Take your second medium-sized slurp of this wine, get some air into it, and, again, make sure the wine touches every surface inside your mouth before you swallow it. This process will yield two separate experiences. How does the wine feel in your mouth? Think of its sweetness, alcohol, acid, and whether or not it feels viscous, thin, slippery, chewy, or gritty. There is no wrong answer, there is only what you experience. Right after you swallow, slowly breathe out through both your nose and your mouth. This is called retronasal olfaction, and it refers to smelling not through your nostrils, but from the back of your mouth. This is largely what we call flavor. This is where you’ll really pick up pear, peach, mineral, damp leaves, tennis balls, blueberry skins, or whatever other wild tasting notes wines from around the world can produce. Play that game again where you try to connect the memories to the juice.
Your favorite wine, as you now know, feels like AB&C and tastes like XY&Z. If you’re describing this to a bartender with hopes of finding something you’ll like similarly, stick to broad strokes such as “I like bright, tart white wines with a little fruit to them.” If the bartender knows the wines being served, he’ll be able to make the best choice for you. Ask to have a sample of whatever is suggested, and, if the wine in front of you isn’t your cup of tea, perform the same analysis we discussed above, and try to pinpoint exactly what it is you don’t like. Try to express what you’d fix about this wine in order to make it your favorite. Dial back the sugar, and bring in a little more tart. Use any words you think make sense; there is no objective truth to this. There might be a lot of commonly accepted ways to talk about booze, but the beauty of tasting wine and spirits is that it’s all a moving target, an exercise in human communication.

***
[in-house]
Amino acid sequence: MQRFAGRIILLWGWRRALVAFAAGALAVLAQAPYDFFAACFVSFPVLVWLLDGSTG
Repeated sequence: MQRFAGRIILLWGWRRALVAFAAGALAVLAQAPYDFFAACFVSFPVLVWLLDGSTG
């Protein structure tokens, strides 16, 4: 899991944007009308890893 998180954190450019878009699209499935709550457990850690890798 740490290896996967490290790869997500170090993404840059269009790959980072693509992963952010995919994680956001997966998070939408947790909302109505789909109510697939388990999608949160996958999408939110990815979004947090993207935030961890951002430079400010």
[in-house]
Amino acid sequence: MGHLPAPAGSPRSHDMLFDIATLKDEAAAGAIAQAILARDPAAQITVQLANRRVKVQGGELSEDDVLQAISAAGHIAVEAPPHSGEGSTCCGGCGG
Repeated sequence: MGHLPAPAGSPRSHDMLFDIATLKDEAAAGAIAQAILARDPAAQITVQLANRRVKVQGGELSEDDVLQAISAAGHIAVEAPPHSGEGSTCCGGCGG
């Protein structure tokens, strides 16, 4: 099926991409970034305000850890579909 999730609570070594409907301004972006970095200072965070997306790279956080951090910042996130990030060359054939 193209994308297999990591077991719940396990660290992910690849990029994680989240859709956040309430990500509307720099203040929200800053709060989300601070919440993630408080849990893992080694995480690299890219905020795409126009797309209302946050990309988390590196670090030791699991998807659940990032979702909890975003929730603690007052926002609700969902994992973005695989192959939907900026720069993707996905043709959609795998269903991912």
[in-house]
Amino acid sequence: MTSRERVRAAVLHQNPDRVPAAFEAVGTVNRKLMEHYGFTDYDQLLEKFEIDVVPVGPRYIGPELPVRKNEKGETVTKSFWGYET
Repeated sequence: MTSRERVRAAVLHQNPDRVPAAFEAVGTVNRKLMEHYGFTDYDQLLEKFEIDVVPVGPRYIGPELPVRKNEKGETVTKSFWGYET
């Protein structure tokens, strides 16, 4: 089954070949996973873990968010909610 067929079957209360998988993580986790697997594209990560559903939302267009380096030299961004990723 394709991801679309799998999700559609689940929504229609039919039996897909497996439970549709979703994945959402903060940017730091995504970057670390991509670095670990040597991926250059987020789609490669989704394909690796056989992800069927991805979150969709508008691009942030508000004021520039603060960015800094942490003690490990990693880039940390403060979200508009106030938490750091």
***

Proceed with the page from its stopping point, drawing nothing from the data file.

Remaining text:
So, when you ask that bartender “what’s good,” the only information available to that bartender is what most people think is good. Odds are that if you’re reading this article right now, and you’ve made it this far, you’re not into what most people think is good.
The only way to get what’s good to you is to get good at recognizing and verbalizing the experiences you like having. I suppose this translates well into almost every piece of life, but the only one I’m qualified to talk about is this one.
In an ideal world, we’d all be so good at expressing ourselves that no one would even have cause to roll their eyes and blurt, “All of it, that’s why it’s on the menu.” Learn who you are and what you like, and your drinks will get much, much better. But, please don’t get too good at this, or I’ll be out of a job as a bartender. That said, the more you know, the better I can serve you.
WHITE: Aligote. It’s a white grape grown in Burgundy where Chardonnay (and pinot noir) is known to have originated and thought to show its best self. This wine is no slouch and can be a slight veer off the beaten path for a Chardonnay drinker.
RED: French Malbec. Get into it. The flavors you’re used to will still be there, but, this time, they’re more likely to be back up vocals. There’s a really, really wide variety of expressions of this grape, and they all go with foods in the meat family flawlessly.
ROSE: Val de Mar Brut Nature Cremant Rose. This is a champagne method sparkling rose not from Champagne. Rather, it’s from Burgundy and made from 100 percent pinot noir. Brut Nature is the lowest sugar level designation of sparkling wine, so this one is a great sipper or pair for food, as it doesn’t require excessive acid to balance its very minimal sugar. This is one of my desert island bottles.